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King Of The Throne: One Of America’s Best Bathrooms Is In North Texas

When it comes to the business of doing No. 1 and No. 2, Sulphur Springs is No. 3.

That’s according to Cintas’ annual America’s Best Bathrooms contest – aka the “Bowl Games.”

In Sulphur Springs, the glass bathrooms on the square were ranked as the third best bathroom in the country.

Cintas, a restroom supplies company, presented 10 venues to the voters, who went online to choose a winner.

“When you’ve gotta go, these top potties provide sweet relief,” Cintas declared.

Sulphur Springs, which is about 80 minutes northeast of Dallas in Hopkins County, wanted to help revitalize downtown by providing public restrooms. They look like large glass boxes. You could call them glass potties.

The public restrooms are considered public art. And they've become a tourist attraction. Sulphur Springs brags that they have the “World Famous Glass Bathrooms.”

No looky-loos while you use the loo

Last year, the city debuted two all-glass bathrooms on the downtown square. Officials say they were the first of their kind in the country.

The bathrooms include one-way mirrors. From the outside, you see glass boxes reflecting trees, passing cars and the city’s downtown square. Inside, a one-way mirror allows you to look at people as you do your business.

But no worries. There are no looky-loos while you use the loo. Those on the outside can’t see you; only you can see them.

“Bathrooms are typically ugly no matter what you do -- how can you make them disappear?” city manager Marc Maxwell said. “You cover it with mirrors, that’s how, and why not make it a one-way mirror while you’re at it.”

The toilet is a stainless steel prison toilet – city officials wanted to make it difficult to break. The stainless steel construction also helps avoid rust. The bathroom comes with an air conditioner to combat the heat that hits the glass box in the summer.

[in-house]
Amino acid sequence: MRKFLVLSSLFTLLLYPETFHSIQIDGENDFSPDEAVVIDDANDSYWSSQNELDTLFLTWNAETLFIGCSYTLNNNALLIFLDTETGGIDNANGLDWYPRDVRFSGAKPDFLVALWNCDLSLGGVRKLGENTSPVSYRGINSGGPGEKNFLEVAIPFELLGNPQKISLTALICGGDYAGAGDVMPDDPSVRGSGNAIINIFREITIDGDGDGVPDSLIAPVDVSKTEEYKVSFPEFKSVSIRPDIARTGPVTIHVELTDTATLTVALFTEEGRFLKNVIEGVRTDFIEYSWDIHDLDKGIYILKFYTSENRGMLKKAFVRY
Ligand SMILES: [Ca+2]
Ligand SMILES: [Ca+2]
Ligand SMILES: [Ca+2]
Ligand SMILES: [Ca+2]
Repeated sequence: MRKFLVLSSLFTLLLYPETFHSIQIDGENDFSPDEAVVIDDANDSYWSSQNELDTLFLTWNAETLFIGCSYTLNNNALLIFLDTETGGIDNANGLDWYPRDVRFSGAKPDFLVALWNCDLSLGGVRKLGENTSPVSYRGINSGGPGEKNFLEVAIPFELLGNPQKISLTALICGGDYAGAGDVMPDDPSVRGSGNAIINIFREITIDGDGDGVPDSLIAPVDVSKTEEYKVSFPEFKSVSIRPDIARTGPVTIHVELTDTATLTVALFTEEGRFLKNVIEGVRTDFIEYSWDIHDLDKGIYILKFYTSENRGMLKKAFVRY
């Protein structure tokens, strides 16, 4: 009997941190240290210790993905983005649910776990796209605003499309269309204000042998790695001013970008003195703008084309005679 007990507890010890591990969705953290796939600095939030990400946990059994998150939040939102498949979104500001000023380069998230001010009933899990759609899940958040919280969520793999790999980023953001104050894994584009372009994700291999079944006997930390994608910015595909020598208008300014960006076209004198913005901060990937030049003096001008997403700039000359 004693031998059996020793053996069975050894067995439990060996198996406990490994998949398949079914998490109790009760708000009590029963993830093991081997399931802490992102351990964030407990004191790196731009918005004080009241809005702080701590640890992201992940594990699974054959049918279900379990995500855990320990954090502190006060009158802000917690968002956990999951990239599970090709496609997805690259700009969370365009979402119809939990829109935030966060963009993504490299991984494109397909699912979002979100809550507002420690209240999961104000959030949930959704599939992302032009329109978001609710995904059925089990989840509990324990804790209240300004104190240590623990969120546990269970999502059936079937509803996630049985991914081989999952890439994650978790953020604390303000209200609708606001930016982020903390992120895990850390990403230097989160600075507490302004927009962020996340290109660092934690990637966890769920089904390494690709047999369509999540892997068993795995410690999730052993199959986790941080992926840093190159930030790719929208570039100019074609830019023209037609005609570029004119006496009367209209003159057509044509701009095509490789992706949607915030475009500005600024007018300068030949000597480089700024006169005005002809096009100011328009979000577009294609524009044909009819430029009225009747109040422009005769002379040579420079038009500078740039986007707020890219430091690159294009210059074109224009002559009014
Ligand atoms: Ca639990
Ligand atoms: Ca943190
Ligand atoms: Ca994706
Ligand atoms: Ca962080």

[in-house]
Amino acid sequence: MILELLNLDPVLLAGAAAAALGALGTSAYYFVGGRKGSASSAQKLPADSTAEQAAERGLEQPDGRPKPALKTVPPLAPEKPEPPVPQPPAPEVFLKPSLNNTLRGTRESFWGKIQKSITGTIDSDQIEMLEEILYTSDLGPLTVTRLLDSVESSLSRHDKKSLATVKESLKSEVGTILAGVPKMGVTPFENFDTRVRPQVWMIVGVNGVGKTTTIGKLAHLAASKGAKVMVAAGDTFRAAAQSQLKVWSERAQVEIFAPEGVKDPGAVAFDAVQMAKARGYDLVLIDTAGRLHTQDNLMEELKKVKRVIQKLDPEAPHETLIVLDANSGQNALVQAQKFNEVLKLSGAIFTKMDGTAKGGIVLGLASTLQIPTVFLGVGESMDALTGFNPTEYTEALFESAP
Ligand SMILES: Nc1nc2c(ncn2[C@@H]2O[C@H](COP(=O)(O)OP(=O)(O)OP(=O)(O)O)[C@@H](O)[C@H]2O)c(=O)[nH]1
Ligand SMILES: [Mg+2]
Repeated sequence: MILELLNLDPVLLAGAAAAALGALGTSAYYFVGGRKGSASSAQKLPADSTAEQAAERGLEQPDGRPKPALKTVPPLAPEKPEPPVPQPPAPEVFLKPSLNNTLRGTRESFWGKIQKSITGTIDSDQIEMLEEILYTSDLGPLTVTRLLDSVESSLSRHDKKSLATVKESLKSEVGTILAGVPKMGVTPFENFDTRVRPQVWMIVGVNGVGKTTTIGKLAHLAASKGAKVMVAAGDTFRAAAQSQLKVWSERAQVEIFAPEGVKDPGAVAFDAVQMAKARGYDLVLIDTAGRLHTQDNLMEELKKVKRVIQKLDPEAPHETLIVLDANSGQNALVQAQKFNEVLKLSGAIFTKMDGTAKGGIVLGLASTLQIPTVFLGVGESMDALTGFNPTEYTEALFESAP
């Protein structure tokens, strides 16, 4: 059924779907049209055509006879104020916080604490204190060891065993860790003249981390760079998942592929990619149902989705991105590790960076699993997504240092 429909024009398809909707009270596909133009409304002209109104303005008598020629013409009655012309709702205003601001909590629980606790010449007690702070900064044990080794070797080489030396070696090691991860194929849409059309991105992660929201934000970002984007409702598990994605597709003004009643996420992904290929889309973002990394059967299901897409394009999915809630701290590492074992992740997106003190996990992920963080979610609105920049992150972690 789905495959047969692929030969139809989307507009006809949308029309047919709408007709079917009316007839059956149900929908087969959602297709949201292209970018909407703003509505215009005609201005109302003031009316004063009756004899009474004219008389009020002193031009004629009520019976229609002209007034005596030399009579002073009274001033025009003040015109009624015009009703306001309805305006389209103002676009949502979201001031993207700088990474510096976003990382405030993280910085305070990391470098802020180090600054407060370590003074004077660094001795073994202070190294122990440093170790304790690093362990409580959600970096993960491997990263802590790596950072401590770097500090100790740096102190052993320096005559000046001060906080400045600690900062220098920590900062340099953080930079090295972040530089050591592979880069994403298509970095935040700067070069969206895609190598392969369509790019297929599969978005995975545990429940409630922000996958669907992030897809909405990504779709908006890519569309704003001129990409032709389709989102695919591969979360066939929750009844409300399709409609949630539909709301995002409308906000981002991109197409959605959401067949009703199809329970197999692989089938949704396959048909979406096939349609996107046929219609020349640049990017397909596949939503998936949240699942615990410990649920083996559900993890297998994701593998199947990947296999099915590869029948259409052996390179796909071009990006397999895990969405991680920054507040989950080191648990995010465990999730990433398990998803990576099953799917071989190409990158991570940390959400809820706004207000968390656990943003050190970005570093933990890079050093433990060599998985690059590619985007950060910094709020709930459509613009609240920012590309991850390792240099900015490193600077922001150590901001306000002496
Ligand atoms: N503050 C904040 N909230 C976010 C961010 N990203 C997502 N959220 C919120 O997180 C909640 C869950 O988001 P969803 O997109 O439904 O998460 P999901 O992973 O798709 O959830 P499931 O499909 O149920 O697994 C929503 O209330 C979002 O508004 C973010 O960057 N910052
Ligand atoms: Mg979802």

"It's weird"

KLTV in Tyler visited the attraction.Visitors declared: “It’s different. ... It’s strange. ... It’s weird.”

One woman says she uses the bathroom and watches her kids as they play in the nearby square.

“You can see everyone outside and you feel like they can see you,” one visitor said.

Maxwell told the station: "It's like the windshield of your car except a whole lot thicker and a lot stronger and it's got that mirrored finish in between the layers."

Here's how Cintas describes the glass bathrooms:

This small Texas town took a big leap back in 2012 when they debuted two all–glass bathrooms on their downtown square, the first of their kind in the United States. The pair of glass potties didn’t come cheap though. The masterpieces cost the City a pretty penny — $54,000 to be exact. But it’s all in the name of art. Make that “functional art.” Part of the inspiration for this project came from Italian art piece, Monica Bonivicini’s ’Don’t Miss A Sec’ from 2004, which was on display outside an art museum in Switzerland. The structure was initially part of the overall exhibit, but when construction workers began using the glass bathroom, the idea of “functional art” evolved. In order for the illusion to work properly, the outside of the structure must be more lit than the inside. These bathrooms have no lights on the inside and in order to see at night, LED lights were placed on the outside of the structure, for the illusion to remain. Sulphur Springs has the only functional, permanent and code complying glass bathrooms constructed with one-way mirrors. Users of the facility can see out, however, no one can see in. The design includes a spacious wheelchair-accessible interior and a gleaming stainless steel toilet and sink.

Here’s the KLTV story about the bathrooms:

The Learning Channel visited the bathrooms, too:

Eric Aasen is KERA’s managing editor. He helps lead the station's news department, including radio and digital reporters, producers and newscasters. He also oversees, the station’s news website, and manages the station's digital news projects. He reports and writes stories for the website and contributes pieces to KERA radio. He's discussed breaking news live on various public radio programs, including The Takeaway, Here & Now and Texas Standard, as well as radio and TV programs in New Zealand and the United Kingdom.